Lack of foresight might not stop a network integration project, but it sure can complicate things
Recently, I had lunch with an old friend whom I hadn't seen for a couple of years. He's the IT director of a midsized business with 500 users that had acquired a smaller competitor with 100 users. The company's acquisition was a rare creature: a mutually beneficial merger arrangement. The smaller company had a very efficient workforce, and there were no plans to lay off any employees. The biggest challenges would be to merge the two corporate cultures and, of course, the two computer networks.
Our conversation about my friend's experience with the merger gave me cause to reflect on the 23 years I've been dealing with computers and their problems. I realized that one lesson in particular is just as valid today as it was in 1980: Nothing is ever as easy as management thinks it is.
Knowledge and Preparation Are Everything
For some reason my friend wasn't able to explain, only a cursory survey of the smaller company's computer network was made before the merger. All he knew in advance was that the smaller company used Windows clients in a Novell NetWare environment, and his team's job would be to migrate those 100 users and their equipment into his existing Windows network, which ran Windows 2000 Server and Active Directory (AD).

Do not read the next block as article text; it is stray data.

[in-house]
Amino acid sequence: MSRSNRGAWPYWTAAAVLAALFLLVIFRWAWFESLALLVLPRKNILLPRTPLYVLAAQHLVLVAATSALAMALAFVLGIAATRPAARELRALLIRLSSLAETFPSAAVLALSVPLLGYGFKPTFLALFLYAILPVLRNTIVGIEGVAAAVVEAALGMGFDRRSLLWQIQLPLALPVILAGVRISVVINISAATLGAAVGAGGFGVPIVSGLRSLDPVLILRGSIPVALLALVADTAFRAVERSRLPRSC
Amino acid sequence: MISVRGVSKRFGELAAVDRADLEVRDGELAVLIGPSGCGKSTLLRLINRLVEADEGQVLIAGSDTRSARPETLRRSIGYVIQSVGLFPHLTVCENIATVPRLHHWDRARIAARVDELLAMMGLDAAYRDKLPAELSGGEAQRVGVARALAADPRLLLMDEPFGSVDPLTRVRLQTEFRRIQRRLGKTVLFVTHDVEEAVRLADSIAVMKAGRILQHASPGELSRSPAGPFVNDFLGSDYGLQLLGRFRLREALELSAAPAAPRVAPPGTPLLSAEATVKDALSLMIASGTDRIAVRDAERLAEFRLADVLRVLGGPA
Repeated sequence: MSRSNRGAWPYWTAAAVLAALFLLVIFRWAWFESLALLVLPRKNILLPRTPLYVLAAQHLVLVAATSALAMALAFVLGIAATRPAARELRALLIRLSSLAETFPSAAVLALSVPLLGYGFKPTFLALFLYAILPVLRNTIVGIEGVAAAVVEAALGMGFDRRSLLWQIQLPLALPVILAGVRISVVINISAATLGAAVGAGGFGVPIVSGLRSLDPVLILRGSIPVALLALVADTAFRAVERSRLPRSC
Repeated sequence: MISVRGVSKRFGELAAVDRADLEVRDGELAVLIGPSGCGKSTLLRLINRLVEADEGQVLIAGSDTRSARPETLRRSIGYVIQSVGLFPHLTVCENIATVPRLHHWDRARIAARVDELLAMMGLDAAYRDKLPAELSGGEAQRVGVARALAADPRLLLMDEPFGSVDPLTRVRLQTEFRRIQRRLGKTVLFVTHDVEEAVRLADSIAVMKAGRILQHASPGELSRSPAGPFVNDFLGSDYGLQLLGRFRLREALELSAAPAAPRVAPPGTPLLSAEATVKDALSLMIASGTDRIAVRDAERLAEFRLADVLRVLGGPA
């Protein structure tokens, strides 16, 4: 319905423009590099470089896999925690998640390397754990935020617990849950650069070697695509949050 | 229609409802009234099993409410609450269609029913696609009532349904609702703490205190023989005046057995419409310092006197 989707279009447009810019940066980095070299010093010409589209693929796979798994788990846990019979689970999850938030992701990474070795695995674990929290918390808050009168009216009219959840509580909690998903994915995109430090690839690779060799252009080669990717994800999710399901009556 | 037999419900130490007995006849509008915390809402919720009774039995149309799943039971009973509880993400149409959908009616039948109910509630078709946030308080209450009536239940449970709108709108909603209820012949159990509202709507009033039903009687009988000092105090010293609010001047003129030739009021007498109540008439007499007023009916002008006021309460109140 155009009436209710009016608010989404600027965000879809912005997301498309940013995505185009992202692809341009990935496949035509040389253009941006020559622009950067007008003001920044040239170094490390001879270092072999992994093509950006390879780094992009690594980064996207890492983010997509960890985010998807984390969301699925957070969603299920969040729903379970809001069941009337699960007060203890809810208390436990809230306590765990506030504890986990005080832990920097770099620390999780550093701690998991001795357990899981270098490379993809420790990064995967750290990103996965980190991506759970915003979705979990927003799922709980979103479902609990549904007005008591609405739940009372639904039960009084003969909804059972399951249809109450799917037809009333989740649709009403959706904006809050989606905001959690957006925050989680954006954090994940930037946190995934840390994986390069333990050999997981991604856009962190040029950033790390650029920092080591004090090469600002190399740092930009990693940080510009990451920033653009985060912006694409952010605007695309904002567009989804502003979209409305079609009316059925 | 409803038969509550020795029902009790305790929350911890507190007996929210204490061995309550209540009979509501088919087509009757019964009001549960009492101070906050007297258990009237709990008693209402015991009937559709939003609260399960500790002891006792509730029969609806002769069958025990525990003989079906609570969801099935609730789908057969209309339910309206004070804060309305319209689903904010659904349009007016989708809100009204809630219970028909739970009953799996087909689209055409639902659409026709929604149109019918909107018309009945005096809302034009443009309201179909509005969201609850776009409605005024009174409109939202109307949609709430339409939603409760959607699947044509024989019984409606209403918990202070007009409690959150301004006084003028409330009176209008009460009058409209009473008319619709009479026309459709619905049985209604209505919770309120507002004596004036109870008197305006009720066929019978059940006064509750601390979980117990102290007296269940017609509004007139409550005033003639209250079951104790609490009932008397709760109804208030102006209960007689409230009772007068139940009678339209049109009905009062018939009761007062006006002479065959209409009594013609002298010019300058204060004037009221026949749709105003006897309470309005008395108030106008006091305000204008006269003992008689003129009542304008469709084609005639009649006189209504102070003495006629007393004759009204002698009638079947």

The first step my friend took to analyze what actions would be necessary to integrate the two companies' networks was a detailed survey of the networking environment at the smaller company. When my friend took a call from the integration project's team leader at 10:00 A.M. on the first morning of the project, he had a very bad feeling. His pessimism was well rewarded.
Although the acquired company ran Windows clients on an Ethernet network, the computers were running Windows 95 on Thinnet. To make matters worse, at least in my friend's mind, the crack project leader he had assigned to the integration had never seen coaxial-wired Ethernet before, and in a comment guaranteed to make most of us feel really old mentioned that this was the first time he had actually seen a computer running Win95.
Adding insult to injury was the computer hardware: It was state-of-the-art technology, circa 1997. (The computers had been upgraded once; the network hardware hadn't.) The network OS was NetWare 3.0, and none of the clients had Internet access; the network ran IPX, not TCP/IP, as the transport protocol.
Faced with what looked like the need to replace the entire acquired network infrastructure from the ground up—a contingency that was definitely not in the budget—my friend called the facilities manager at the smaller company, to whom the single IT professional on staff reported. When asked why the company was running such outdated equipment and software, the facilities manager gave the perfect reply: "It works."